In this time when so many younger folks seem to want everything now, and even quicker if possible, it's good to remind those with young children about a interesting study from long ago.
I've often thought about the Stanford University delayed gratification studies, with preschoolers. Each child could choose between having a marshmallow immediately ( in the late 60’s children still thought of a marshmallow as a treat and not a right) or if they could wait for 15 minutes they were told they could have two marshmallows. Ultimately, many years later the researchers have proved that if a child could wait for the marshmallows they would have better life outcomes in many areas.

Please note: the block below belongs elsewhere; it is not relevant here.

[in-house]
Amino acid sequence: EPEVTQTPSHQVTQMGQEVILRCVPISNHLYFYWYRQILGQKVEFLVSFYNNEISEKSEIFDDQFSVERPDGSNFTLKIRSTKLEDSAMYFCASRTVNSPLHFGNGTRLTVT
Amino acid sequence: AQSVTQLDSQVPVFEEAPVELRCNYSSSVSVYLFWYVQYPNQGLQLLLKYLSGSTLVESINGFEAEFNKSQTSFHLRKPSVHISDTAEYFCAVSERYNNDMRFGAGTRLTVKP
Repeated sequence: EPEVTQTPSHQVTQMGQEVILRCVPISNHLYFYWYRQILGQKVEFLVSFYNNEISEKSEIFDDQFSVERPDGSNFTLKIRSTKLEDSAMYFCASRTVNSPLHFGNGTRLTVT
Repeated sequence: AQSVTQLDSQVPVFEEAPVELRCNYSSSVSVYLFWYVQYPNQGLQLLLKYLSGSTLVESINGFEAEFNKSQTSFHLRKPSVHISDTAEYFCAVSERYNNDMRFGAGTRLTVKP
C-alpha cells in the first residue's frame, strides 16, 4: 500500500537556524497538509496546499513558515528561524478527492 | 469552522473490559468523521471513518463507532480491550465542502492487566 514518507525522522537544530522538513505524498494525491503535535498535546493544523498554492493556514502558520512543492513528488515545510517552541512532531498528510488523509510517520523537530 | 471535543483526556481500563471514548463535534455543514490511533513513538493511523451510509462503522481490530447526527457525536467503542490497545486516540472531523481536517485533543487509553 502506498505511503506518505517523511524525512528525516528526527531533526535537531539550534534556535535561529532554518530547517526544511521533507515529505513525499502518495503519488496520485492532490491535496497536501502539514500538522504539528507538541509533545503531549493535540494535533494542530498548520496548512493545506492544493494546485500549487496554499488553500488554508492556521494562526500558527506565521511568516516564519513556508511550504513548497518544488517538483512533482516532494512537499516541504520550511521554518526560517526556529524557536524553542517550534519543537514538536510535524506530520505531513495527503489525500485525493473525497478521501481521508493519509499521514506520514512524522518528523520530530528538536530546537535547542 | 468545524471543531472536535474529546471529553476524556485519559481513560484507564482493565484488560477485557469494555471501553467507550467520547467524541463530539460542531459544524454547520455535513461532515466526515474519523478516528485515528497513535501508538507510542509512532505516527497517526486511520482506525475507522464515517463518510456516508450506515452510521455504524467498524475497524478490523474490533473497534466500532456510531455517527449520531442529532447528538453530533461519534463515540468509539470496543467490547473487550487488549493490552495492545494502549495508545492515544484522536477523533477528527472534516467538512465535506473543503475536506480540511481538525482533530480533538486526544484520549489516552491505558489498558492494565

This video is scientific, yet so tender it melts your heart!
Well, it seems the Rochester university decided to revisit that marshmallow study, and found one very major difference. It's not only the genetic makeup of a child that allows them to wait for a reward, but the stability in their lives. (please click on the link in green)
So if a child feels he/she can trust the adults around them to follow through on promises, they will opt for delayed gratification and success. If not they make the rational decision to get the reward while they can.
Without trust it's much harder for children to succeed in life.
There has been ongoing vigorous debate in early childhood development circles for many years about whether "nature or nurture" is the most crucial for healthy development. I love that this study seems to indicate both are equally important.